DALLAS — Leadership of the Jewish Community Relations Council of the Jewish Federation of Greater Dallas met with Bishop Edward Burns of the Catholic Diocese of Dallas on July 28 to provide input and feedback on how to engage millennials in organized religion.
Comments will ultimately be shared with Pope Francis at a synod in October 2018.
The meeting was one outcome of a previous get-together with Bishop Burns, held in May at the Jewish Federation, to discuss wide-ranging topics of mutual interest and potential for collaboration between the Catholic and Jewish communities. At that initial meeting, which was also intended to welcome the new bishop who came to the Dallas Diocese in February of this year, Bishop Burns discussed the October 2018 synod that had recently been announced by the Pope. A synod is a gathering of bishops throughout the world, called by the Pope, to reflect together on contemporary issues of faith and life.
The agenda of the October 2018 synod, as determined by Pope Francis, will focus on young people who were born or identify as Catholic, the current state of their engagement with the Catholic Church, challenges faced by millennial Catholics, how the Catholic Church can better serve young people and how to more effectively engage youth and young adults. The Pope has specifically invited input from non-Catholic communities and individuals as well as Catholics. Prompted by the Pope’s call for feedback, Bishop Burns called together a three-day convocation, or listening sessions, for community members and congregants of his diocese. During the meeting in May with JCRC and Federation leadership, the bishop invited the Jewish community to participate in the local convocation.
A group of 10 JCRC/Federation representatives met with the bishop in a private room at St. Rita’s Catholic Community Center and Church while the listening sessions for the larger community were simultaneously being held in public rooms at the Center.
More than 700 people participated in the event, but the JCRC/Federation delegation was the only non-Catholic group invited to meet personally with the bishop. Jewish attendees included Rabbi Ari Sunshine of Congregation Shearith Israel; Rabbi Ariel Boxman of Temple Shalom; Rabbi Heidi Coretz, SMU Hillel and Congregation Shir Tikvah; Former Federation Board Chair and JCRC Executive Committee member Cindy Moskowitz; Congregation Beth Torah President Cyd Friedman; JCRC Executive Committee member Larry Steinberg; JCRC Advisory Council member Josh Prywes; Federation CEO Bradley Laye; JCRC Executive Director Anita Zusman Eddy; and JCRC Community Outreach & Public Affairs Manager Michelle Golan. Catholic attendees were Bishop Burns, Bill Keffler, Lynn Rossol, Annette Gonzalez Taylor and Jason Deuterman, all of the Catholic Diocese of Dallas, and Reverend Joshua J. Whitfield, of St. Rita.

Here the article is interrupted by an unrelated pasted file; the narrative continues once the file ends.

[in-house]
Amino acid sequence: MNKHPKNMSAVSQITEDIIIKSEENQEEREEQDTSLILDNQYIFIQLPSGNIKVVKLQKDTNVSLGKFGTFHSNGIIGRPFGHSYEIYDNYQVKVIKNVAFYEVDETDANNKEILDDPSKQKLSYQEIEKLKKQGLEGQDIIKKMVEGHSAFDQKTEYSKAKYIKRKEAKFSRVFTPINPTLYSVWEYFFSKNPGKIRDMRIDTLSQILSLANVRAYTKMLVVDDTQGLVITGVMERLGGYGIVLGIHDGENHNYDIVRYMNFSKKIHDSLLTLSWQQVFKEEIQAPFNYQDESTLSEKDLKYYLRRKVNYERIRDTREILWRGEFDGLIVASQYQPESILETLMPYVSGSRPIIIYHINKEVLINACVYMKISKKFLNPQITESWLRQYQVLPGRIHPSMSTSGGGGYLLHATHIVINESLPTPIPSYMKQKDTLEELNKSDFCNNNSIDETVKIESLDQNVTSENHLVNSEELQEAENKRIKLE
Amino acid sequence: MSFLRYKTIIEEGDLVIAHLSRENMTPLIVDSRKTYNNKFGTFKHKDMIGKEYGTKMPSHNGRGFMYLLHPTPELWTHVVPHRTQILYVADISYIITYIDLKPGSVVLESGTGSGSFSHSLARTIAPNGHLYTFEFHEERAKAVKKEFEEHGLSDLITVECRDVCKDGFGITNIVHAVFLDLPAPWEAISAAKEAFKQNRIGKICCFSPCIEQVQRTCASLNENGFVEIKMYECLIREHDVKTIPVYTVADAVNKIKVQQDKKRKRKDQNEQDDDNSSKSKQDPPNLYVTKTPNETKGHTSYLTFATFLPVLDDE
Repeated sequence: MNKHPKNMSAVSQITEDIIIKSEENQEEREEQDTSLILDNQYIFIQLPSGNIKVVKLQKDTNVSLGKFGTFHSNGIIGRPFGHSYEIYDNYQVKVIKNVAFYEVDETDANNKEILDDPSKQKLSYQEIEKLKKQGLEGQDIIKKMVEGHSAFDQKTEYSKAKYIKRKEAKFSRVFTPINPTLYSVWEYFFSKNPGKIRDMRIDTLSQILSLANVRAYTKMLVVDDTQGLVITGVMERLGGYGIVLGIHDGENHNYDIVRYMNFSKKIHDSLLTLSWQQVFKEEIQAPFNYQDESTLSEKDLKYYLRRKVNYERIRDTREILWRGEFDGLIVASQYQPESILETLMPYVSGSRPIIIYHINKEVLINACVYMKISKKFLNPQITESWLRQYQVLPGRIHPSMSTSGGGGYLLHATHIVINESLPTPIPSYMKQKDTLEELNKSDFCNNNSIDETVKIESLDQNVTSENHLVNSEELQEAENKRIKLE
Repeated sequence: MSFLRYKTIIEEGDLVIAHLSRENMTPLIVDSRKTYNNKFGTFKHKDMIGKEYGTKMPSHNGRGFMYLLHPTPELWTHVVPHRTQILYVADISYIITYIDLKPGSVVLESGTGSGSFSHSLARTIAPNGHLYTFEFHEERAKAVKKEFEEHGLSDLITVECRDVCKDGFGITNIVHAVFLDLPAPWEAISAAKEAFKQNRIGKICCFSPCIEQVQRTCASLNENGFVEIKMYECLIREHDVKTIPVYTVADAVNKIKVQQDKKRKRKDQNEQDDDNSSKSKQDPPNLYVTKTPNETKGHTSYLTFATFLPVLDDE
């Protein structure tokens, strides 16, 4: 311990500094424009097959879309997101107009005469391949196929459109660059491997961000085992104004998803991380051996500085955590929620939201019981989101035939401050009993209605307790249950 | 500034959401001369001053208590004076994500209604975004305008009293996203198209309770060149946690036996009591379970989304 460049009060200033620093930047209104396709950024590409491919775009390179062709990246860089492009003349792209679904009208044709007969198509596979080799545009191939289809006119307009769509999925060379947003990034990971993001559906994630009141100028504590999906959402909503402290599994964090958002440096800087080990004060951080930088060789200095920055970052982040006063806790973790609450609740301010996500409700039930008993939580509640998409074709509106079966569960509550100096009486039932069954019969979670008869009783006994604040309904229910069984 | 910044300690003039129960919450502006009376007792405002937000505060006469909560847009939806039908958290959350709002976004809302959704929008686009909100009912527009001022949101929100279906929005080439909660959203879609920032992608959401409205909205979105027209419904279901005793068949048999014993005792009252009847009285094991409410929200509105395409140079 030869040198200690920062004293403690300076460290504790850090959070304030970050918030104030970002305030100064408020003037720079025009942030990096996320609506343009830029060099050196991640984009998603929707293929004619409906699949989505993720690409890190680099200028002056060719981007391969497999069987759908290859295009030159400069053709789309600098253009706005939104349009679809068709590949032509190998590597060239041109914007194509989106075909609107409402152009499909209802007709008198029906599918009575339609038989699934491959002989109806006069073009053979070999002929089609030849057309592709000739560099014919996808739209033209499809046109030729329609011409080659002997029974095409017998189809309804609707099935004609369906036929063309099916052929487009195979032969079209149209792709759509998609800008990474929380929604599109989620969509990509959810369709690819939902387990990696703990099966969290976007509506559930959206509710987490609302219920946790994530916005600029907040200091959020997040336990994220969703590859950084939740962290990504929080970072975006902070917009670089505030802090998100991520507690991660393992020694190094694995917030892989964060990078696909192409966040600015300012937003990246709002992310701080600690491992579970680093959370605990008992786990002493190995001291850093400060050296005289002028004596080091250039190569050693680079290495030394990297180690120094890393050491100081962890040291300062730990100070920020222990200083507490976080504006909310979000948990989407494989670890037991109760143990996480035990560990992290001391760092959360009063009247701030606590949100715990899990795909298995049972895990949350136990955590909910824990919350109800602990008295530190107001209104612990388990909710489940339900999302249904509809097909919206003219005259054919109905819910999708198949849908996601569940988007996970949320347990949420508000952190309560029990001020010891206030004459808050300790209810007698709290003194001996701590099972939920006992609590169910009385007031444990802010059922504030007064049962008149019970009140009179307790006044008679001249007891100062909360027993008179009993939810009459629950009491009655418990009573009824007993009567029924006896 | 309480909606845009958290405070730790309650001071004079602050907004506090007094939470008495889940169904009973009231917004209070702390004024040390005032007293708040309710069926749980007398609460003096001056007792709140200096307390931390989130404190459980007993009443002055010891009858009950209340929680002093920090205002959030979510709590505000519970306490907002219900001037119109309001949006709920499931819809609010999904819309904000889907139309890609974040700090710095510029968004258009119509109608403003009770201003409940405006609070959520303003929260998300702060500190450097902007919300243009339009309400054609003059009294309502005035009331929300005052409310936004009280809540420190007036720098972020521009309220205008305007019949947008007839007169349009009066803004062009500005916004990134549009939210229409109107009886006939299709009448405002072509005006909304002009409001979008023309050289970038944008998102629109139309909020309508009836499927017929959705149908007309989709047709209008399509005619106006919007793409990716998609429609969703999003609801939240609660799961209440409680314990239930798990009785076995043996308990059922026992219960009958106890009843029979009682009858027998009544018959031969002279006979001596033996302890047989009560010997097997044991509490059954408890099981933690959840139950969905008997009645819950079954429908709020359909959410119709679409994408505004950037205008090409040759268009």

Bishop Burns led the dialogue asking for comments and input about how the Jewish community has worked to keep young people engaged and committed to Judaism. The group had a lively discussion. Ideas and input included the effectiveness of Jewish camps, youth groups and Birthright trips to Israel in instilling and strengthening a Jewish identity in young people.
The description of Birthright and other trips to Israel and their success in strengthening and enhancing the connection to Judaism and to Israel was of particular interest to the bishop and the other Catholic leadership. “The Jewish community of Dallas felt privileged to be invited by Bishop Burns to be part of this community-wide, and ultimately international, dialogue,” said Cindy Moskowitz.
“The discussion was substantive and meaningful in the information that was shared, but it was also an example of the close relationship that our JCRC has developed with the Catholic community and the bishop. These interfaith partnerships are so important and we greatly value the relationship with the Catholic community and leadership in Dallas,” she added.
Both religions have similar values related to the need for social action, supporting and assisting others less fortunate. The group also noted the importance of interfaith relations and positive relationships between the Catholic and Jewish people. There was discussion about bringing together high school students of each faith to learn about and get to know each other. Rabbi Ari Sunshine commented, “This was a wonderful dialogue, one which we hope to continue not only with adults as we did today, but also with our youth. Arranging for our students to visit each other’s houses of faith, to meet each other and potentially work together on social action projects would be a meaningful way to promote mutual understanding and respect for both our shared values and our differences.”
Comments from the meeting were recorded and will be compiled as part of a report that will be presented to the Vatican and discussed at the synod of bishops. The Dallas Diocese has also created a survey to solicit input from any community members who wish to share comments at https://www.FeedbackForFrancis.com.
The information gleaned from the surveys will be compiled along with the feedback given at the convocation, to be presented to the Pope.
— Submitted by Jamie Moore on behalf of the Jewish Federation of Greater Dallas and the Jewish Community Relations Council.